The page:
Remember the story about the new Apple subscription rules that the company was subjecting its developers to? Well there has been a myriad of comments and reactions towards this. In yesterday’s article having a worthy competitor come up fast seemed as the only quick solution for the publishers. Now the disgruntled publishers’ wish has come true. Google has jumped in the game and is hoping to make the best out of this situation. There could never be a better moment than this for Apple’s rival company to attract customers for its digital content service.
Google has announced its Google One Pass. The service which has been fashioned as an attractive alternative to Apple’s subscription service will be cheaper to use. Through Google One Pass, online publishers will be allowed to set up their digital content on the Web and mobile apps using an already existing payment service from Google, Google Checkout. The price for this service is much lower than apple’s 30 percent cut as publishers only pay Google 10 percent. Further more accessing the content will be easier for readers. All they will be required to do is to use their Gmail address and password to access the content from a number of devices.
So far the One Pass service covers online newspapers and magazines only. The service will share the customers’ information (name, e-mail address and ZIP code) unless the customer opts out. The other attractive thing about the service is that publishers are free to set their own prices and also decide when and how they get to charge for content. Publishers have a number of ways through which they may sell their content. The best approach would be to experiment with them to figure out which one suits them the best. The models include: selling single articles, offering subscriptions, “freemium content” and meters access.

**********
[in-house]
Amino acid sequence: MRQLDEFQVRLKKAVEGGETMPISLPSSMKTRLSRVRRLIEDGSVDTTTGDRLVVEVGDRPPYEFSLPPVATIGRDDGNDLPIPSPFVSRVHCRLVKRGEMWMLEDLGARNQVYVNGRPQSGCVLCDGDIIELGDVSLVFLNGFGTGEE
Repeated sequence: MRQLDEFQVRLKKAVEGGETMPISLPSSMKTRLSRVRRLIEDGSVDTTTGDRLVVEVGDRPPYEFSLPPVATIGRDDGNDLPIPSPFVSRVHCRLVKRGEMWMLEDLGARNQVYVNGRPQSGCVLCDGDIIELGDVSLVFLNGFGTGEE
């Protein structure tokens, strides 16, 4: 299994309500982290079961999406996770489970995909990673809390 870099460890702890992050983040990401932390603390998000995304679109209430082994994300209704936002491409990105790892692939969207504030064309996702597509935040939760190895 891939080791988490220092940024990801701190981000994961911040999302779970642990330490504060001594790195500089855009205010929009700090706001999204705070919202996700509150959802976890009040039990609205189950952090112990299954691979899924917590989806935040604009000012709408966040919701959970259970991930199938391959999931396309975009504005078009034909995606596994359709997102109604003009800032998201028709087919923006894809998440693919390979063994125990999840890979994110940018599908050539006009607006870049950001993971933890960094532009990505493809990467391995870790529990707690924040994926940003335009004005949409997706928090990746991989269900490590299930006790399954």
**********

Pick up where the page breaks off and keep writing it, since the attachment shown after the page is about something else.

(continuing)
It gets even better with Google One Pass allowing publishers to give their existing print subscribers free or discounted access to their digital content. With these kinds of incentives maybe Apple ought to rethink their stand on the content based subscription rules. Already clients such as Rhapsody have opted out of the iTunes because the 30 percent monthly fee just does not make business sense to them. The company will instead offer its services through a smartphone browser.
The 30 percent fee could be Apple’s own undoing as many producers of online content pursue other marketing avenues aggressively. Google has acted fast to come to the rescue of these producers and Apple maybe thinking that all this is nothing and the dust will settle down in a few days. It may settle down yes but the results may be much less than desired than Apple. Remember that Rhapsody is ganging up with undisclosed peers to address the matter legally. Many people had already become dependent on Apples apps but life is dynamic and change is the rule rather than exception. When put in a desperate situation producers may be willing to develop apps for an alternative platform.